# How to increase a hole/thread diameter in gold

## Summary:

What's the best way to increase the diameter of a threaded hole in 18k gold?
Hello,

I am trying to change a 0.9mm screw with a 1.0mm screw. The material is 18k gold, and so the hole is to be threaded.
Is it ill advised to force the larger screw in without tapping the smaller hole? the difference in screw size is just .1mm, and we assume the thread pitches are identical. Gold is a soft material so should it accommodate the larger diameter screw without issues?

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What has happened to the original female thread?
According to this site, the pitches differ for both diameters:

thank you. The original .9mm diameter screw has rattled loose and I cannot find a replacement screw anywhere. I suppose another option to replace the screw is paying $2000 to Bvlgari for a full service. edited: typos Vanadium 50 Staff Emeritus Science Advisor Education Advisor 2019 Award This is a$10-40K watch with high resale value. The resale value will be much lower if it is "repaired" by a non-expert, and will be close to zero if it does not survive the repair. I would take it to a repairman.

berkeman
Tapping for 1.0 mm with different pitch will destroy whatever is remaining of that female thread, in my humble opinion.
Somebody must have the original 0.9 UNM screw.
Some thread lock may do the trick of retaining it in place.

https://www.ebay.com/itm/M-9-90-UNM...645762?hash=item5b760de402:g:aJYAAOSwaS9fRq9J

Best luck!
This is a $10-40K watch with high resale value. The resale value will be much lower if it is "repaired" by a non-expert, and will be close to zero if it does not survive the repair. I would take it to a repairman. My apologies. I meant to say just the screw has been lost. The female thread is 100% intact as far as I can tell. I bought the watch from an online Sothebys auction in march. And no one else placed any bids it so I got a good deal, much less than$10K. I will take your advice and not alter the female thread. (the screw seems to be propriatary to the brand and I still cannot find it for sale anywhere). I will keep searching. thanks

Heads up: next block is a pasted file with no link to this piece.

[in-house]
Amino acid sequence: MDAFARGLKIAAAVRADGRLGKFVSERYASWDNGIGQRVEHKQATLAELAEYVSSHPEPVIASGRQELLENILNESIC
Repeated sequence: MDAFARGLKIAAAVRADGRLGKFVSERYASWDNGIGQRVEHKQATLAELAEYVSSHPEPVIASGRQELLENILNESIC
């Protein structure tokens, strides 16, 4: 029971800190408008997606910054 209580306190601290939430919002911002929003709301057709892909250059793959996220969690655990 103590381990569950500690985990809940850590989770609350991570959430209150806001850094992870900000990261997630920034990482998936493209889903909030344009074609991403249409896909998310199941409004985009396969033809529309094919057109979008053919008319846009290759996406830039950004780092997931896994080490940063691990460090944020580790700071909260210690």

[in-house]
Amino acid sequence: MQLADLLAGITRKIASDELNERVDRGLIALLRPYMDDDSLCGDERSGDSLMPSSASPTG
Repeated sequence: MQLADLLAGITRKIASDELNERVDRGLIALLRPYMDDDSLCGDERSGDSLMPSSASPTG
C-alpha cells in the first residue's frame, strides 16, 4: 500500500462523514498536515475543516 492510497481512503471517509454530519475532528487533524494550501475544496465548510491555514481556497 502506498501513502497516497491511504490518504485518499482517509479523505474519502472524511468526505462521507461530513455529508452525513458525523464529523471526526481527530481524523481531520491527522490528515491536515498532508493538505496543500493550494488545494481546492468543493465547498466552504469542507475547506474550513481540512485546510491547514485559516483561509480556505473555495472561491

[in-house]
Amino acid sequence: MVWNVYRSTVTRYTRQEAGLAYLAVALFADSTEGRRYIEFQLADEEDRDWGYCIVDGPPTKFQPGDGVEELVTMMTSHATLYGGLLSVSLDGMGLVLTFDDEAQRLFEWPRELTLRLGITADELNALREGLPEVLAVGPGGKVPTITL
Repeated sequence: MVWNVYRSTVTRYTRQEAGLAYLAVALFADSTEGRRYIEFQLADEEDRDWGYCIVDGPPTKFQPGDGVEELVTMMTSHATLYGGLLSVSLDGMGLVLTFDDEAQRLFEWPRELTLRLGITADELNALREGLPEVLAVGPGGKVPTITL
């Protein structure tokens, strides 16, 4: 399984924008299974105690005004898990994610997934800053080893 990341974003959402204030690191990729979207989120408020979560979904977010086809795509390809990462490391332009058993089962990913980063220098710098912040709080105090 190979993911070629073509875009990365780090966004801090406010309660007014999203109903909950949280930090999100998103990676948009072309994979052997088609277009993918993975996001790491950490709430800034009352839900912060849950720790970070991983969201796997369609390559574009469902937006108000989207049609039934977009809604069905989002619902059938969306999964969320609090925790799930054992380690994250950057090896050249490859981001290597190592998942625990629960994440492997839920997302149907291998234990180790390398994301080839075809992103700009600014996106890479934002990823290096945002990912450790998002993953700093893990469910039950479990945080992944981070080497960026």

Lnewqban and berkeman
Baluncore
2019 Award
Replace the screw.

Test the thread pitch by borrowing a similar screw from another location. Notice the thread angle may not be the 60° as expected with UN or ISO thread standards.

You might measure the thread pitch by screwing a soft material into the hole to get a print of the thread. I use a tapered splinter of a match stick, with modelling clay on bigger threads.

Lnewqban and docnet
The chances of destroying the watch are pretty high. Watches are made to a level of precision rarely ever found in other industries. Many years ago, I worked for Hamilton Watch Co., and old-line American watch company. I was simply astounded at the precision involved in every aspect. I would never try to work on a watch if I wanted it to continue to function.

jim mcnamara and docnet
Notice the thread angle may not be the 60° as expected with UN or ISO thread standards.
This would be my concern. Watch makers may use proprietary fasteners, you'd be better off finding an old-time independent watch repair service and see if they can help you. At least they would know the options.